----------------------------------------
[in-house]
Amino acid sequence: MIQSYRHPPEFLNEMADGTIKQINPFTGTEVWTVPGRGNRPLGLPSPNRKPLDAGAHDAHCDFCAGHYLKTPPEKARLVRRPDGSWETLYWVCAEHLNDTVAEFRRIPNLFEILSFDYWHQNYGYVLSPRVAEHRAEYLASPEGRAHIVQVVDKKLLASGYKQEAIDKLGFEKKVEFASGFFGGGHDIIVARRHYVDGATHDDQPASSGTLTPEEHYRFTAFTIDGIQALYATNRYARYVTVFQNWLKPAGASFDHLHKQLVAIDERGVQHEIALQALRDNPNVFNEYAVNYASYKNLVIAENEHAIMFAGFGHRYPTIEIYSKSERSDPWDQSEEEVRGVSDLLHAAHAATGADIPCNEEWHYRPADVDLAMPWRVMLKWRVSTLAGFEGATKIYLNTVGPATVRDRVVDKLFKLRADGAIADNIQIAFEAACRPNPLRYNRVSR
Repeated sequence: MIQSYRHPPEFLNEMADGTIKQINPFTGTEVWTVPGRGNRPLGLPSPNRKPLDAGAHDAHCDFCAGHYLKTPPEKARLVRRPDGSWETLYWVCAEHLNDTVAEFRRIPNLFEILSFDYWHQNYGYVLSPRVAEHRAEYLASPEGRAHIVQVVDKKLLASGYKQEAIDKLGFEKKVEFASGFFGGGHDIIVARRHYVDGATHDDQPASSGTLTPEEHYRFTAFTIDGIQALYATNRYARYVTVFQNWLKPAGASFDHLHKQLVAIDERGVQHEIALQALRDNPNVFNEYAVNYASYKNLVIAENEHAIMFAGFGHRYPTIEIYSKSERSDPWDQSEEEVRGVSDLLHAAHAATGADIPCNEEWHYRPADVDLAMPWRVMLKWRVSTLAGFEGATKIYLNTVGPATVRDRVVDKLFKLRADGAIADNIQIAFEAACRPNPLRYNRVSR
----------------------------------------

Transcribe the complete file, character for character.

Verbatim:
[in-house]
Amino acid sequence: MIQSYRHPPEFLNEMADGTIKQINPFTGTEVWTVPGRGNRPLGLPSPNRKPLDAGAHDAHCDFCAGHYLKTPPEKARLVRRPDGSWETLYWVCAEHLNDTVAEFRRIPNLFEILSFDYWHQNYGYVLSPRVAEHRAEYLASPEGRAHIVQVVDKKLLASGYKQEAIDKLGFEKKVEFASGFFGGGHDIIVARRHYVDGATHDDQPASSGTLTPEEHYRFTAFTIDGIQALYATNRYARYVTVFQNWLKPAGASFDHLHKQLVAIDERGVQHEIALQALRDNPNVFNEYAVNYASYKNLVIAENEHAIMFAGFGHRYPTIEIYSKSERSDPWDQSEEEVRGVSDLLHAAHAATGADIPCNEEWHYRPADVDLAMPWRVMLKWRVSTLAGFEGATKIYLNTVGPATVRDRVVDKLFKLRADGAIADNIQIAFEAACRPNPLRYNRVSR
Repeated sequence: MIQSYRHPPEFLNEMADGTIKQINPFTGTEVWTVPGRGNRPLGLPSPNRKPLDAGAHDAHCDFCAGHYLKTPPEKARLVRRPDGSWETLYWVCAEHLNDTVAEFRRIPNLFEILSFDYWHQNYGYVLSPRVAEHRAEYLASPEGRAHIVQVVDKKLLASGYKQEAIDKLGFEKKVEFASGFFGGGHDIIVARRHYVDGATHDDQPASSGTLTPEEHYRFTAFTIDGIQALYATNRYARYVTVFQNWLKPAGASFDHLHKQLVAIDERGVQHEIALQALRDNPNVFNEYAVNYASYKNLVIAENEHAIMFAGFGHRYPTIEIYSKSERSDPWDQSEEEVRGVSDLLHAAHAATGADIPCNEEWHYRPADVDLAMPWRVMLKWRVSTLAGFEGATKIYLNTVGPATVRDRVVDKLFKLRADGAIADNIQIAFEAACRPNPLRYNRVSR